In late October, we made a 5-night trip to Tunis, the capital city of Tunisia. It was our first time in North Africa, and our first trip to an Arab country.
Why we visited Tunis
When you think of touring North Africa, do you think of a trip to Egypt or Morocco? Well, Lee and I like to look into destinations that are not at the top of every tourist’s mind—as long as they are open to visitors. (For instance, the first time we hiked in the UK, we went to Wales for the Offas Dyke Trail, when most people would probably pick Hadrian’s Wall.)
The city of Tunis is on the Mediterranean coast and it has a lovely Mediterranean climate that is quite tolerable in late October. We also wanted to visit Carthage, the ancient city that is now a suburb of Tunis. It’s also right on the coast.
We learned that tourism is a key element of the Tunisian economy. But lately, tourism in Tunisia has been suffering a decline. If we’re going to spend some travel money, Tunis would be a good ethical choice.
Tunis’s tourist offerings
1. Tunisian history and archaeology
Carthage was the most powerful trading centre in the Mediterranean until it was taken over by the Romans after the Punic Wars. Following the invasion of the Vandals, which took place around the same time as the fall of Rome, Carthage was ruined as Tunis sprang up. Fortunately, the ruins were ignored for hundreds of years, so the structural remnants of the Romans—the cisterns, aquaduct, baths, patrician housing, columns, old streets, and many, many mosaics that are still on the ground—are in great condition.
Even the relics and ruins of the Punics, the civilization that was conquered by the Romans, can be explored in Carthage.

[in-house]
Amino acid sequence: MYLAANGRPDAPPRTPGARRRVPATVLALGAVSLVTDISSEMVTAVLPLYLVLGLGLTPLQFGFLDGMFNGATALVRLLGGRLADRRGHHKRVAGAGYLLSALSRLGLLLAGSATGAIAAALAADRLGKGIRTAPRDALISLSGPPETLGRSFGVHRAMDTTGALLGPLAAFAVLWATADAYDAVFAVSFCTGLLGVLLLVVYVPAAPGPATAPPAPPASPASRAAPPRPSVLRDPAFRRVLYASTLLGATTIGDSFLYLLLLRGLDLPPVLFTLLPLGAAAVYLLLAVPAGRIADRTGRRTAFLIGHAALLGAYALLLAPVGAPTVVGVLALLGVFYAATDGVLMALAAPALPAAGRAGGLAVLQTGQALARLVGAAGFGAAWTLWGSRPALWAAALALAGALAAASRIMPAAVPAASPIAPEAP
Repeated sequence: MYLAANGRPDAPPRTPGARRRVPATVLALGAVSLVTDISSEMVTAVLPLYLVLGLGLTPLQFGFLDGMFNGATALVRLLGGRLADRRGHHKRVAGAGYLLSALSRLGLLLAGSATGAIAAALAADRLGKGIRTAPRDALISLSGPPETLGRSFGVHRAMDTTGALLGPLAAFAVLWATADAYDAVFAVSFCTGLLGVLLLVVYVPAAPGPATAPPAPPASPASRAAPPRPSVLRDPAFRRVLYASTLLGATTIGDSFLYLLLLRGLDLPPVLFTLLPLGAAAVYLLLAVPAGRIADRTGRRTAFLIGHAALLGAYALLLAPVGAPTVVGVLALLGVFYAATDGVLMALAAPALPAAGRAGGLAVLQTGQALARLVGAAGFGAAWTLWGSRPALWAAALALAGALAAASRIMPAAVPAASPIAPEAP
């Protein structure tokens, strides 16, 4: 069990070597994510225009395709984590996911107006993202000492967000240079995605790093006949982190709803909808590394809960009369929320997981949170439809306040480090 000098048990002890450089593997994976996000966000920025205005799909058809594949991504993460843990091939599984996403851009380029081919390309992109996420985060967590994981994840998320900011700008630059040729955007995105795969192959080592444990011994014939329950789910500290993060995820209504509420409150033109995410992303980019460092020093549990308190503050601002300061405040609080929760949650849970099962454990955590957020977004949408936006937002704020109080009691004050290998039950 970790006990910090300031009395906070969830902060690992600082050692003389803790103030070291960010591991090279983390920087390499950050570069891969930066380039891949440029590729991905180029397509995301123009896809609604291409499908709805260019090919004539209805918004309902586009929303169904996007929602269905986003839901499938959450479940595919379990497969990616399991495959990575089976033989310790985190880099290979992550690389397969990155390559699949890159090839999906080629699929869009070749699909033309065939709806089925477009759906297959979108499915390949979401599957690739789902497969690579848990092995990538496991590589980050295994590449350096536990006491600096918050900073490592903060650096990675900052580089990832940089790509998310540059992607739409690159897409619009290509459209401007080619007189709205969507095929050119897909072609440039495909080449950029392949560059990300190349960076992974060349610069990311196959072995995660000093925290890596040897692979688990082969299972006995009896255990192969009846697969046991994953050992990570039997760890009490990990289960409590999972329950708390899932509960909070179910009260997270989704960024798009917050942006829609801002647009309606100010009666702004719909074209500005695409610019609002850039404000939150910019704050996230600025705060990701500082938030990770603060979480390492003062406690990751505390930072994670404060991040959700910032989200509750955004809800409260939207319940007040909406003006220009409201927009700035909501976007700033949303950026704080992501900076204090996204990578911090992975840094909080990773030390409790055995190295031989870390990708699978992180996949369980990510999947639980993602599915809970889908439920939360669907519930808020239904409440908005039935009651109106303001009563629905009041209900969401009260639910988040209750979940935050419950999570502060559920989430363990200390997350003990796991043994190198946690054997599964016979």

2. Exploring the Medina
Founded in 698, the Medina is the walled heart of Tunis. It contains mosques, palaces, souks, and homes for thousands of people. Naturally, the narrow passages accommodate only pedestrians and the occasional scooter.
Handmade Berber carpets and jewelry. I have a story about that.
With Tunisia historically at the trading crossroads, the cuisine is influenced by French, Roman, Andalusian, Turkish, and Jewish, in addition to native Berber. The style is spicy Mediterranean with emphasis on fish and lamb and accompanied by lots of local fresh vegetables and fruits.
Even though the population is 98% Muslim, Tunisia is a wine country. Tunisia has been producing wine since the Phoenicians established Carthage. Seventy percent of wine produced is rosé.
6. Getting around
The core of the city is very walkable. For the outer areas and suburbs, the city is well served by a light rail system, which they call trams, and buses.
French and Arabic are the official languages and English is spoken by many younger people. If you know tourist-level French, you’ll be fine.
Is Tunis safe to visit?
We booked our trip a year ago, when I was already confident that Tunis would be culturally and politically safe and “normal” according to my standards. Compared to other places in this part of the world, it didn’t stand out as a country threatened by terrorists.